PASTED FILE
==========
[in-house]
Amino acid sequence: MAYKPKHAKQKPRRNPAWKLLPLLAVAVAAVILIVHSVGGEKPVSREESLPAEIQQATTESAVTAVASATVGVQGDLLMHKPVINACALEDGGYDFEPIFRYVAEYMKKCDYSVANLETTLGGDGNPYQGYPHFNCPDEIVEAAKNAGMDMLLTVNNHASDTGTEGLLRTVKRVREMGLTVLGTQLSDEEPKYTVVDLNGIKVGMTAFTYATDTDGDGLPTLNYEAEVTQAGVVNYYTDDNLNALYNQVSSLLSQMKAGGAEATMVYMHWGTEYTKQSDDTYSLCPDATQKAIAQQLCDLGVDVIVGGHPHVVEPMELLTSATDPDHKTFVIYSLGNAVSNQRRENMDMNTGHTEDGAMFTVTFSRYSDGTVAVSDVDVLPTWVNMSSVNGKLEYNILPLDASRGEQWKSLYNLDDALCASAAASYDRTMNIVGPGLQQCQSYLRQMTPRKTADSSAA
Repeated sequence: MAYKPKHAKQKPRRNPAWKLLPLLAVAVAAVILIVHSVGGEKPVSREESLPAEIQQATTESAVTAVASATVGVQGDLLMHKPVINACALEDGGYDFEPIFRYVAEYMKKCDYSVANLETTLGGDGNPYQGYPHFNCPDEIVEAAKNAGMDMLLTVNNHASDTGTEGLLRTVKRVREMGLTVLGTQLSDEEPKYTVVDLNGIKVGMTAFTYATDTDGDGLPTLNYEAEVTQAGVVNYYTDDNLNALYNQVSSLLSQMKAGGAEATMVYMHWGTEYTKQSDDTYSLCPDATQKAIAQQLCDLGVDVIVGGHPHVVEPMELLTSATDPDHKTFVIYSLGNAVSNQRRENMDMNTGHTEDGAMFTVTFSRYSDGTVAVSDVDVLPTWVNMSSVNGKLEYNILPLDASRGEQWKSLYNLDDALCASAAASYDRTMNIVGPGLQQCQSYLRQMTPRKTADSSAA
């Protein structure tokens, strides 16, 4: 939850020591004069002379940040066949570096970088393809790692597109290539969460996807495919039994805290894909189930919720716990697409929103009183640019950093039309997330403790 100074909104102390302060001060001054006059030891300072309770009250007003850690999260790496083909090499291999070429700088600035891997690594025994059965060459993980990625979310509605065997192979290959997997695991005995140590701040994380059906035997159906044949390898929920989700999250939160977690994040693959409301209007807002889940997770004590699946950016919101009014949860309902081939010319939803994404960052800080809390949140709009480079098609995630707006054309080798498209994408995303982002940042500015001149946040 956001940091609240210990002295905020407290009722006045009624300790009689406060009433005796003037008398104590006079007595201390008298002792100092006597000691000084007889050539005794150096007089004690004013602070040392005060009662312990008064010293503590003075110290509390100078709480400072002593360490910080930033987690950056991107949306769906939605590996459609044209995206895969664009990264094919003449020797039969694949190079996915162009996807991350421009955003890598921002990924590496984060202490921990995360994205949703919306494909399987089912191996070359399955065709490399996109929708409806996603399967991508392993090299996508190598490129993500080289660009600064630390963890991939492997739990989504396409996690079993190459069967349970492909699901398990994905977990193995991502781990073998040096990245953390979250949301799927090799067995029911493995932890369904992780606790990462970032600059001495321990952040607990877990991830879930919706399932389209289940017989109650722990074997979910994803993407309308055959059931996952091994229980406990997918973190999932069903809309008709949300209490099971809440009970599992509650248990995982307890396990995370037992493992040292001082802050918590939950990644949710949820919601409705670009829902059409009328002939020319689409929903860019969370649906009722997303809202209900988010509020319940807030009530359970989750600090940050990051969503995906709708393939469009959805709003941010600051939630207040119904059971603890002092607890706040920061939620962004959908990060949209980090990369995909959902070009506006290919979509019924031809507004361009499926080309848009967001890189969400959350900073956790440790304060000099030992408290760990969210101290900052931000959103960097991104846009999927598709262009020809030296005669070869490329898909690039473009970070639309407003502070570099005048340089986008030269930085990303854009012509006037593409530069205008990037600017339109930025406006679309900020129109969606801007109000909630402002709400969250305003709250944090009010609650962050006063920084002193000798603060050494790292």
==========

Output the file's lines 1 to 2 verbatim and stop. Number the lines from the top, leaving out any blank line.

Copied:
[in-house]
Amino acid sequence: MAYKPKHAKQKPRRNPAWKLLPLLAVAVAAVILIVHSVGGEKPVSREESLPAEIQQATTESAVTAVASATVGVQGDLLMHKPVINACALEDGGYDFEPIFRYVAEYMKKCDYSVANLETTLGGDGNPYQGYPHFNCPDEIVEAAKNAGMDMLLTVNNHASDTGTEGLLRTVKRVREMGLTVLGTQLSDEEPKYTVVDLNGIKVGMTAFTYATDTDGDGLPTLNYEAEVTQAGVVNYYTDDNLNALYNQVSSLLSQMKAGGAEATMVYMHWGTEYTKQSDDTYSLCPDATQKAIAQQLCDLGVDVIVGGHPHVVEPMELLTSATDPDHKTFVIYSLGNAVSNQRRENMDMNTGHTEDGAMFTVTFSRYSDGTVAVSDVDVLPTWVNMSSVNGKLEYNILPLDASRGEQWKSLYNLDDALCASAAASYDRTMNIVGPGLQQCQSYLRQMTPRKTADSSAA